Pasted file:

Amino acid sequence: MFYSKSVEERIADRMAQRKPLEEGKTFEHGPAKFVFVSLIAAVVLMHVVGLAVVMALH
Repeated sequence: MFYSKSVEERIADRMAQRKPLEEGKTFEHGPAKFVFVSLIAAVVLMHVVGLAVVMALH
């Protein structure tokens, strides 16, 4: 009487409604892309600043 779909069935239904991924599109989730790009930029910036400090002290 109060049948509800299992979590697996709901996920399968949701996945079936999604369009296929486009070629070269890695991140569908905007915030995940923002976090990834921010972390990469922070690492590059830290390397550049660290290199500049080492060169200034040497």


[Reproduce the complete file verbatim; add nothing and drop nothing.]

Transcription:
Amino acid sequence: MFYSKSVEERIADRMAQRKPLEEGKTFEHGPAKFVFVSLIAAVVLMHVVGLAVVMALH
Repeated sequence: MFYSKSVEERIADRMAQRKPLEEGKTFEHGPAKFVFVSLIAAVVLMHVVGLAVVMALH
């Protein structure tokens, strides 16, 4: 009487409604892309600043 779909069935239904991924599109989730790009930029910036400090002290 109060049948509800299992979590697996709901996920399968949701996945079936999604369009296929486009070629070269890695991140569908905007915030995940923002976090990834921010972390990469922070690492590059830290390397550049660290290199500049080492060169200034040497």